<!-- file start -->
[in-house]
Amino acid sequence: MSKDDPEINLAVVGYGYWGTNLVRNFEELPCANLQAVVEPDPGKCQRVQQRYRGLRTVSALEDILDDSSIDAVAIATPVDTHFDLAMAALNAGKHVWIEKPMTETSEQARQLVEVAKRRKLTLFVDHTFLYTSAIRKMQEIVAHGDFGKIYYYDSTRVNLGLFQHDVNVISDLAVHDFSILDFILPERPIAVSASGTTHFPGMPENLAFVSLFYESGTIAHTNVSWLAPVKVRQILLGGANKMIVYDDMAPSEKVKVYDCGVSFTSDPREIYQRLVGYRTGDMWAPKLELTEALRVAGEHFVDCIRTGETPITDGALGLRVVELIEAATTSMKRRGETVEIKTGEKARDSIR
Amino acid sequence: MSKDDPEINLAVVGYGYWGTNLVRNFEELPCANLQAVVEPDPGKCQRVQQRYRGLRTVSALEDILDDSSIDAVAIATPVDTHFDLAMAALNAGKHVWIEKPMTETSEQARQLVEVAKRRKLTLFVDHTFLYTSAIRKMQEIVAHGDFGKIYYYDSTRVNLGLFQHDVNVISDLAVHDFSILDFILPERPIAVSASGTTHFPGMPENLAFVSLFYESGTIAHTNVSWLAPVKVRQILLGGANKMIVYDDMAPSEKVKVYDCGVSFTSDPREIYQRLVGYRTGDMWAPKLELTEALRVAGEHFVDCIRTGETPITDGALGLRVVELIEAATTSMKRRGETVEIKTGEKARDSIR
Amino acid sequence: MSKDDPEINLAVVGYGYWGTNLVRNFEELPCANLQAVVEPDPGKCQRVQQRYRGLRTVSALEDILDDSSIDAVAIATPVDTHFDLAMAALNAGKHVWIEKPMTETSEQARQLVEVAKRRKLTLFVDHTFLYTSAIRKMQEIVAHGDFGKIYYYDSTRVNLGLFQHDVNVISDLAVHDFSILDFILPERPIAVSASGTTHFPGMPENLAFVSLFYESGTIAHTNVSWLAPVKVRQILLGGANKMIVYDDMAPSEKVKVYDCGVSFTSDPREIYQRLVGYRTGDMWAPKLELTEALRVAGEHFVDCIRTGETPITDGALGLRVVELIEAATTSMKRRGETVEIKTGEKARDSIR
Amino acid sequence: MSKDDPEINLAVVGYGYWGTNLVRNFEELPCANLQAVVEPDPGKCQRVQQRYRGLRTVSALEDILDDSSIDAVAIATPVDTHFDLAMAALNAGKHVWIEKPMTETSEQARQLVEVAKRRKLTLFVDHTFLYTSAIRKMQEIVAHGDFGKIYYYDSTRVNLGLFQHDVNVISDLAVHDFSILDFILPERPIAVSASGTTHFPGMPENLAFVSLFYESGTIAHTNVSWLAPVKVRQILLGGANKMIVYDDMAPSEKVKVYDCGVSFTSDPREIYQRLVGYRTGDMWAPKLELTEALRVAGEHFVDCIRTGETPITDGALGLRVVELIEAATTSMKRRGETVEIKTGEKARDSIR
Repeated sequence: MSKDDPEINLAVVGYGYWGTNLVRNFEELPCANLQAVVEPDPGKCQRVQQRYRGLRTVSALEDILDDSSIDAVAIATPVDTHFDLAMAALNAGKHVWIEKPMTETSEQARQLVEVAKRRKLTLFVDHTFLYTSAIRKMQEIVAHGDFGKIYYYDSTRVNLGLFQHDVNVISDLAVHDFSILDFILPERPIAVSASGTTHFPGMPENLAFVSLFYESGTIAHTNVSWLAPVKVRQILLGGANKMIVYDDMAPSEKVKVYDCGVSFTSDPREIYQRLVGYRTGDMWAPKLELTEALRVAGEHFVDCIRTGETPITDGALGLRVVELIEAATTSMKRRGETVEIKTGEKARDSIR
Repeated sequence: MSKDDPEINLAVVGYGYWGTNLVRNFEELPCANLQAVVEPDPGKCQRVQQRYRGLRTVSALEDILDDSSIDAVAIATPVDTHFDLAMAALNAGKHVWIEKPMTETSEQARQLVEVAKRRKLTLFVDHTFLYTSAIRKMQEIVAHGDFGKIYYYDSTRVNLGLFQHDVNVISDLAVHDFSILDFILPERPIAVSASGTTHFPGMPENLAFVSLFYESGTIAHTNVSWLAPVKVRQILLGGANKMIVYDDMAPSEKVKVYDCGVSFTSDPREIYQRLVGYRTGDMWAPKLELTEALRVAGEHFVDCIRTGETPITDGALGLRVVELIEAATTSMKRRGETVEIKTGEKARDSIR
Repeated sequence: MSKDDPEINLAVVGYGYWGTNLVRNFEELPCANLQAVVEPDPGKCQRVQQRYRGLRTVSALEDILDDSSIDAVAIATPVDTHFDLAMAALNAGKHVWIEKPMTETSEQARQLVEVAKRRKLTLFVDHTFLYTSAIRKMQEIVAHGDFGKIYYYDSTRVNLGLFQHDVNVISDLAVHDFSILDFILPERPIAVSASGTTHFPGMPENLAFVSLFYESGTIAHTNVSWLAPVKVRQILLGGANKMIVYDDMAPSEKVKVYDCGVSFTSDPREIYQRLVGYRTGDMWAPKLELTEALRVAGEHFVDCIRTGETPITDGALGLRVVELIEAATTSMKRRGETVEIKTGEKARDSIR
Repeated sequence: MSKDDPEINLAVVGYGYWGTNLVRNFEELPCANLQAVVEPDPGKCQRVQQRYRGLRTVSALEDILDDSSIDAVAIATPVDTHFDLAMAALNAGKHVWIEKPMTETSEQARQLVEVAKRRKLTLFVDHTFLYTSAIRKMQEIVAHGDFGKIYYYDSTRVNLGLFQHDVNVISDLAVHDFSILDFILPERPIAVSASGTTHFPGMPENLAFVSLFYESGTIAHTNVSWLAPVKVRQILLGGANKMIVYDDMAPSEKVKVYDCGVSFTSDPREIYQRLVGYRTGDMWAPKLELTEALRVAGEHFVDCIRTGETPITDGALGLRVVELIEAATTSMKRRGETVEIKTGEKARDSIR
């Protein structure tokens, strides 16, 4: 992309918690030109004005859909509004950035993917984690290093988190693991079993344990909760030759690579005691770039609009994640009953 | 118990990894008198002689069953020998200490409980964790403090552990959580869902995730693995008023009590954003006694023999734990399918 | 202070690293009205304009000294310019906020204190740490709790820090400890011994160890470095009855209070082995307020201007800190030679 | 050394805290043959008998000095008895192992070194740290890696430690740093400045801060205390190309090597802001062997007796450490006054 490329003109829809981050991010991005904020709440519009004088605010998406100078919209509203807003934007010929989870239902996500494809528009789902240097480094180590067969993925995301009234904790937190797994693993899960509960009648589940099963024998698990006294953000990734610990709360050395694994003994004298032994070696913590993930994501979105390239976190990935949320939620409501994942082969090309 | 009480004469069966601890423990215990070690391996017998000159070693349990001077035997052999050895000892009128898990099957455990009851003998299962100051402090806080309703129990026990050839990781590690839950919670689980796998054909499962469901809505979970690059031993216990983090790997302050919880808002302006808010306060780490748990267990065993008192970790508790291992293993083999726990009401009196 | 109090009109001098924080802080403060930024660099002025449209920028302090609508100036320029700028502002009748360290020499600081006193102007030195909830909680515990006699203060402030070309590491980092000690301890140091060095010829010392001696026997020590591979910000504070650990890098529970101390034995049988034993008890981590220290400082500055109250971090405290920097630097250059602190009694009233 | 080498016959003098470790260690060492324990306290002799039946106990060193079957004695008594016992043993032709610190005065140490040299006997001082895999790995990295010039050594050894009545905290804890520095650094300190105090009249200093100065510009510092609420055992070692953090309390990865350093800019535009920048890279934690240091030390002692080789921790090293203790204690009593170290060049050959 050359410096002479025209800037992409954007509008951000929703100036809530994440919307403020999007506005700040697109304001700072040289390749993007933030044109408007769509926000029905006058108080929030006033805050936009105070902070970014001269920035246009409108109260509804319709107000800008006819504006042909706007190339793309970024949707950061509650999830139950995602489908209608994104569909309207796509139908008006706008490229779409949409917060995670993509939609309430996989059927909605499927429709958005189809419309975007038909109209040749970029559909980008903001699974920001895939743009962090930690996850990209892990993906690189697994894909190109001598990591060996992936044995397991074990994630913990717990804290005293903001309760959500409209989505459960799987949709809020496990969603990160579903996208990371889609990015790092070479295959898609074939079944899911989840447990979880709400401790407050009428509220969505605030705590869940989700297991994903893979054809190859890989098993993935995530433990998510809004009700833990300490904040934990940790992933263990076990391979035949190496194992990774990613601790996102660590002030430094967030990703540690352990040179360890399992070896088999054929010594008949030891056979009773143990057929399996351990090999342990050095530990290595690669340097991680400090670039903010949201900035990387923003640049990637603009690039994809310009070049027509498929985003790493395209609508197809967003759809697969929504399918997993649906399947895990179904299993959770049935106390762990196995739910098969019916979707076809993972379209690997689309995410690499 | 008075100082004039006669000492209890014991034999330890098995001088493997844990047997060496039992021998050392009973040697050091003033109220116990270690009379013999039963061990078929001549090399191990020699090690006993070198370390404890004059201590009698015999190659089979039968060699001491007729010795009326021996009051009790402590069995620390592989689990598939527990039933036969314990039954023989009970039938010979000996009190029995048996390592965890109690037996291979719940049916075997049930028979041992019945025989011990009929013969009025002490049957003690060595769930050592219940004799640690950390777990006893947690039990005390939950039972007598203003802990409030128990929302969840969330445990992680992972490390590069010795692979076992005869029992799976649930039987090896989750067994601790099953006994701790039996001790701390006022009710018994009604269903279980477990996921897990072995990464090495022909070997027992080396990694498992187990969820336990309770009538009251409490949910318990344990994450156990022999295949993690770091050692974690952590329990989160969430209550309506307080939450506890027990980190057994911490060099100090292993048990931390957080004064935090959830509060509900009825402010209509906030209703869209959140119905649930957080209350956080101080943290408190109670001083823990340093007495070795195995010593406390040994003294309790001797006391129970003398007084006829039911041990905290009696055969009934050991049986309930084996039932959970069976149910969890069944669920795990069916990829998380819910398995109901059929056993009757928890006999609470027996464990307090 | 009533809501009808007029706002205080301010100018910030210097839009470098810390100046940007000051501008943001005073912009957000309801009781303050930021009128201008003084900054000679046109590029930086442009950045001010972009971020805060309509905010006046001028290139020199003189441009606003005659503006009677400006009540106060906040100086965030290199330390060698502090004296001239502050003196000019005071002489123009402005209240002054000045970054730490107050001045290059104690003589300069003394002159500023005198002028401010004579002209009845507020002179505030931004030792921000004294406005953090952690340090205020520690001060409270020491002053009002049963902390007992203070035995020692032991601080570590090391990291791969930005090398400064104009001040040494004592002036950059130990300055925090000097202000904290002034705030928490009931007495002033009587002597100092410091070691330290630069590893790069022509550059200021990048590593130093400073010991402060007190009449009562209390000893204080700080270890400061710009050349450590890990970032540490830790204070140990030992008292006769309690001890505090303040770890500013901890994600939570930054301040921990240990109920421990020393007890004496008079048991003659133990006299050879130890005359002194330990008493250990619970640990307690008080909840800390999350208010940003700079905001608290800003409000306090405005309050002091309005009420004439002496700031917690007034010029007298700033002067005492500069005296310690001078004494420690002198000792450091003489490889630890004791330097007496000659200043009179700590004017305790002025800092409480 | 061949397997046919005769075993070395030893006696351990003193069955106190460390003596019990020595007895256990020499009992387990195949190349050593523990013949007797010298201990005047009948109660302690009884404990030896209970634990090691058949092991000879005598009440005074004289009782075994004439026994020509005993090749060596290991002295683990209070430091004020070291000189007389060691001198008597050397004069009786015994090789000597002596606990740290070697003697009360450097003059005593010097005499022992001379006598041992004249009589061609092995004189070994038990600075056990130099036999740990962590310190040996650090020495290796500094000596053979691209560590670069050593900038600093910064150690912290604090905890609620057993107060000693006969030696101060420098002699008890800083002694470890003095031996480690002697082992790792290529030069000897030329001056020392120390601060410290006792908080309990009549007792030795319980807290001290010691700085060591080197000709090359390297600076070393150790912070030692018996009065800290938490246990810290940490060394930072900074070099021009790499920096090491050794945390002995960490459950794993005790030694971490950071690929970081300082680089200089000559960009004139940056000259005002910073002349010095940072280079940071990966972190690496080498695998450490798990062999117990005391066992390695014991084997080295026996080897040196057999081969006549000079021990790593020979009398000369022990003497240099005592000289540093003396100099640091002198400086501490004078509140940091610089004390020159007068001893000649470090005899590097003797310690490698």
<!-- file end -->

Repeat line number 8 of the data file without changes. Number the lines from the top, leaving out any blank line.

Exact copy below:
Repeated sequence: MSKDDPEINLAVVGYGYWGTNLVRNFEELPCANLQAVVEPDPGKCQRVQQRYRGLRTVSALEDILDDSSIDAVAIATPVDTHFDLAMAALNAGKHVWIEKPMTETSEQARQLVEVAKRRKLTLFVDHTFLYTSAIRKMQEIVAHGDFGKIYYYDSTRVNLGLFQHDVNVISDLAVHDFSILDFILPERPIAVSASGTTHFPGMPENLAFVSLFYESGTIAHTNVSWLAPVKVRQILLGGANKMIVYDDMAPSEKVKVYDCGVSFTSDPREIYQRLVGYRTGDMWAPKLELTEALRVAGEHFVDCIRTGETPITDGALGLRVVELIEAATTSMKRRGETVEIKTGEKARDSIR